How did you go about recording some of Elton's songs and which one did you pick?
I have a full-blown recording studio in my house and that night I sat down at the keyboard and I recorded the song "Goodbye Yellow Brick Road" and I sang all the vocals and I played the bass parts, the drum parts on the keyboard. It sounded just like the album. So, when my wife got home she said, "Is that you or is that Elton?" Honestly, I said, "God if I do this I want to be the best at it in the world, I don't want to do this half-assed." That was just an honest conversation, me and God, and I actually said those things, and I meant it. So, I set out to do it and just worked and worked at it and 14 months later we played our first show to 4,000 people standing in the front and it was said there was like 40,000 people at the venue because it was a beach thing. When I finished that show I was in bed for two weeks because I couldn't get out of bed. I was so wiped out, my immune system, so it was a gradual process of healing.

Your band plays Elton's hits from the '70s and early '80s, why only that section of his discography?
I sound like he did when he was 27 years old and that was the music that I loved the most before his voice changed. That was the music that turned me on all the way through "Yellow Brick Road" up through "Captain Fantastic." And we do some of the stuff in the '80s of his, but I'm the early years of Elton.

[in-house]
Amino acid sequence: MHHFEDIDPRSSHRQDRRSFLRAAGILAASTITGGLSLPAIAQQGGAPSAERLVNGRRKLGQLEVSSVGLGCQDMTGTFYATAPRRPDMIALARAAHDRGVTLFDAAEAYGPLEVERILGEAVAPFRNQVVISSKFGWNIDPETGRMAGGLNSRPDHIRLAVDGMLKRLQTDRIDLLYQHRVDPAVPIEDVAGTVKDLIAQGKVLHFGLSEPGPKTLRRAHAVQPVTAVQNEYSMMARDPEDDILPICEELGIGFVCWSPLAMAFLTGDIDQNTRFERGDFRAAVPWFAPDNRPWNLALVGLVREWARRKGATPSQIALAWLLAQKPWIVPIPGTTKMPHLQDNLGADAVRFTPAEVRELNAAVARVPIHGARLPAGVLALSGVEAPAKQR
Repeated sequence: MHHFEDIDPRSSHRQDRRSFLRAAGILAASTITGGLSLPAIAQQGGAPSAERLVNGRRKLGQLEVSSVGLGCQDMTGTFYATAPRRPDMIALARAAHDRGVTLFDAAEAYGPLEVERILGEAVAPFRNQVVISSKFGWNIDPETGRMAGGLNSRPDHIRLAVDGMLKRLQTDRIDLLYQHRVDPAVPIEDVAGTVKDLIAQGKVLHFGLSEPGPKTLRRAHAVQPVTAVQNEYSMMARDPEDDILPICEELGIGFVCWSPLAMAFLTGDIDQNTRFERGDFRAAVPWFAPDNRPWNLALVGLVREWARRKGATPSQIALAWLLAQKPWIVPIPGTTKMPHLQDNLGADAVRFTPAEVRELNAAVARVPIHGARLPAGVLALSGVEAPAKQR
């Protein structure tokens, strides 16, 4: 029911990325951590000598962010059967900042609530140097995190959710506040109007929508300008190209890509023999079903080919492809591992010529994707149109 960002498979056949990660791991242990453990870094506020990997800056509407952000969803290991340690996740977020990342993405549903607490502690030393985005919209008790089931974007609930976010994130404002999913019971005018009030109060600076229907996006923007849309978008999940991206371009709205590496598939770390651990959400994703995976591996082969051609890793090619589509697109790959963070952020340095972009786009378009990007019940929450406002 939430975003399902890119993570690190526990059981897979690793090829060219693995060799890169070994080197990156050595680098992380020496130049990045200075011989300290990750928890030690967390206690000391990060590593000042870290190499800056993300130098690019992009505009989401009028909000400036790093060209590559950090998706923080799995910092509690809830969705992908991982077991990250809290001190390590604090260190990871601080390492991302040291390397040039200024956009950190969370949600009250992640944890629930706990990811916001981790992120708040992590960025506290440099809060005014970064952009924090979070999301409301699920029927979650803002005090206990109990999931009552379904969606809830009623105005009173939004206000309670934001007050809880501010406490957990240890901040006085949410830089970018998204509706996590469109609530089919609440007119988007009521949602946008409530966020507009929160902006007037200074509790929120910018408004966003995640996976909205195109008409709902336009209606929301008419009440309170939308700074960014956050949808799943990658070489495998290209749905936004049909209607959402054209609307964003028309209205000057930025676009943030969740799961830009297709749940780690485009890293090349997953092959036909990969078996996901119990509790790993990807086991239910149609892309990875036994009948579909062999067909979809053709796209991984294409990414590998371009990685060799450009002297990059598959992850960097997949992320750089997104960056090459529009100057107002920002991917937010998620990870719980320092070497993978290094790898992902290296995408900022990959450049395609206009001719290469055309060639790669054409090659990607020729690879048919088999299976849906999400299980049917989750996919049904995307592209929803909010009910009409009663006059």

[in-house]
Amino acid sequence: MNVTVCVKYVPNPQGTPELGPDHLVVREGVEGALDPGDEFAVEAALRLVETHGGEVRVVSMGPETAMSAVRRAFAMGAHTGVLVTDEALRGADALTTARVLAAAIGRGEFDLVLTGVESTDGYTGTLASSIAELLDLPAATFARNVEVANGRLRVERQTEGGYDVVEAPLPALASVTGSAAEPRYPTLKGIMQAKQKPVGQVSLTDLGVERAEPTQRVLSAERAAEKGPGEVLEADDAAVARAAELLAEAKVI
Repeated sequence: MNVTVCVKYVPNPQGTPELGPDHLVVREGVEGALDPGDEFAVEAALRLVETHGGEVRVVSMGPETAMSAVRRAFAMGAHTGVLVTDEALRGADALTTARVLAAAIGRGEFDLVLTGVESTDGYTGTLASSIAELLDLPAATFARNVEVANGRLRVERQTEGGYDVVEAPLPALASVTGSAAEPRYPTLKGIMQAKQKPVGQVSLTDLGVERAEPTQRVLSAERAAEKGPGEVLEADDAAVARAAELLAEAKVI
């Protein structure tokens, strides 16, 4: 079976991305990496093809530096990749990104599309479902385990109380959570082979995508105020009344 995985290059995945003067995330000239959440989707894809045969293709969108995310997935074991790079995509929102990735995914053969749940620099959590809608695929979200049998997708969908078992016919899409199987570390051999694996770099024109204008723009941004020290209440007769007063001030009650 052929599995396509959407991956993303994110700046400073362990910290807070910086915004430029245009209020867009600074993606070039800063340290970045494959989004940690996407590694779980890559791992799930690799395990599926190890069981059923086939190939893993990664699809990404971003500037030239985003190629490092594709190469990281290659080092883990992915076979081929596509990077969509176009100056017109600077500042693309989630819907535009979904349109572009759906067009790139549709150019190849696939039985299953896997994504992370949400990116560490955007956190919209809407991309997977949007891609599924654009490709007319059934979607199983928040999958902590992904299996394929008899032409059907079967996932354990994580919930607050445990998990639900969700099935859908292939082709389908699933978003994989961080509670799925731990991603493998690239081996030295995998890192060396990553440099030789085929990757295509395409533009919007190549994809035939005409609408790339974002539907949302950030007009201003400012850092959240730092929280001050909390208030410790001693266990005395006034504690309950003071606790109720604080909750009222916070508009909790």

What goes into being the perfect tribute band? How do you prepare and get it right every night?
I studied Elton's voice and just started practicing and working at it and working at the material, and it's still an ongoing learning process. We follow the format that The Fab Four did. They don't break character. There's three different basic forms of tribute: there's the ones that'll go into a bar or something and will only play one band's music, but they don't look the part, they don't dress the part. The next level is, the guys that play it note for note and they sing and sound like them but they don't dress like them and the third is the level that I'm at, that's where it's a full-blown play. We walk out in costume, play it note for note, sound like the album and that's the key to being the tribute on the top.

And as far as detail goes, you're really meticulous. You make all of your costumes as authentic as possible and I heard that your glasses are exact replicas of Elton John's, too.